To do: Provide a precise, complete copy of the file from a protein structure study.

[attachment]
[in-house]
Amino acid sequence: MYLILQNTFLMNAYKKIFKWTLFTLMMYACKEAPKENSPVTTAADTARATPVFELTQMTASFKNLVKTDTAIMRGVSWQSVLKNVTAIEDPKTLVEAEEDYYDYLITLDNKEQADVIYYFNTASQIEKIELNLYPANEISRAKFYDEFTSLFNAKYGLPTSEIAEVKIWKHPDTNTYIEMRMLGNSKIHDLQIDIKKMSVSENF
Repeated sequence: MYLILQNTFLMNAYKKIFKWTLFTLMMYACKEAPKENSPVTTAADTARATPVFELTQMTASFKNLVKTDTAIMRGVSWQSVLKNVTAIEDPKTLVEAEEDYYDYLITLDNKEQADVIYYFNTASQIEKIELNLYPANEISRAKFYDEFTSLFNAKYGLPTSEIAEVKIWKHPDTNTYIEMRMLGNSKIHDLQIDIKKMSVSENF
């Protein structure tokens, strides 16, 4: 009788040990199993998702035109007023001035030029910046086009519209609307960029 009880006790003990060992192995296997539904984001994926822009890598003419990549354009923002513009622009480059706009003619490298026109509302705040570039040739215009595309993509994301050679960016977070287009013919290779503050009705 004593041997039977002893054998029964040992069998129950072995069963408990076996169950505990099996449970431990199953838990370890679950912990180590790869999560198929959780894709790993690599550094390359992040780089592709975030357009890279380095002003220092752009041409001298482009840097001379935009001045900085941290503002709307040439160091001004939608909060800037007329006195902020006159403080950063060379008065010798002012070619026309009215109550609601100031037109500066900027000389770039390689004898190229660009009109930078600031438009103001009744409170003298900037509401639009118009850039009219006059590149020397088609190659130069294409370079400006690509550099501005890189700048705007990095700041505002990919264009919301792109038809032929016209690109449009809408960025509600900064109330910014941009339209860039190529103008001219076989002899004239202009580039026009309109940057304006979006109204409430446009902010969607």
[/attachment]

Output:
[in-house]
Amino acid sequence: MYLILQNTFLMNAYKKIFKWTLFTLMMYACKEAPKENSPVTTAADTARATPVFELTQMTASFKNLVKTDTAIMRGVSWQSVLKNVTAIEDPKTLVEAEEDYYDYLITLDNKEQADVIYYFNTASQIEKIELNLYPANEISRAKFYDEFTSLFNAKYGLPTSEIAEVKIWKHPDTNTYIEMRMLGNSKIHDLQIDIKKMSVSENF
Repeated sequence: MYLILQNTFLMNAYKKIFKWTLFTLMMYACKEAPKENSPVTTAADTARATPVFELTQMTASFKNLVKTDTAIMRGVSWQSVLKNVTAIEDPKTLVEAEEDYYDYLITLDNKEQADVIYYFNTASQIEKIELNLYPANEISRAKFYDEFTSLFNAKYGLPTSEIAEVKIWKHPDTNTYIEMRMLGNSKIHDLQIDIKKMSVSENF
């Protein structure tokens, strides 16, 4: 009788040990199993998702035109007023001035030029910046086009519209609307960029 009880006790003990060992192995296997539904984001994926822009890598003419990549354009923002513009622009480059706009003619490298026109509302705040570039040739215009595309993509994301050679960016977070287009013919290779503050009705 004593041997039977002893054998029964040992069998129950072995069963408990076996169950505990099996449970431990199953838990370890679950912990180590790869999560198929959780894709790993690599550094390359992040780089592709975030357009890279380095002003220092752009041409001298482009840097001379935009001045900085941290503002709307040439160091001004939608909060800037007329006195902020006159403080950063060379008065010798002012070619026309009215109550609601100031037109500066900027000389770039390689004898190229660009009109930078600031438009103001009744409170003298900037509401639009118009850039009219006059590149020397088609190659130069294409370079400006690509550099501005890189700048705007990095700041505002990919264009919301792109038809032929016209690109449009809408960025509600900064109330910014941009339209860039190529103008001219076989002899004239202009580039026009309109940057304006979006109204409430446009902010969607």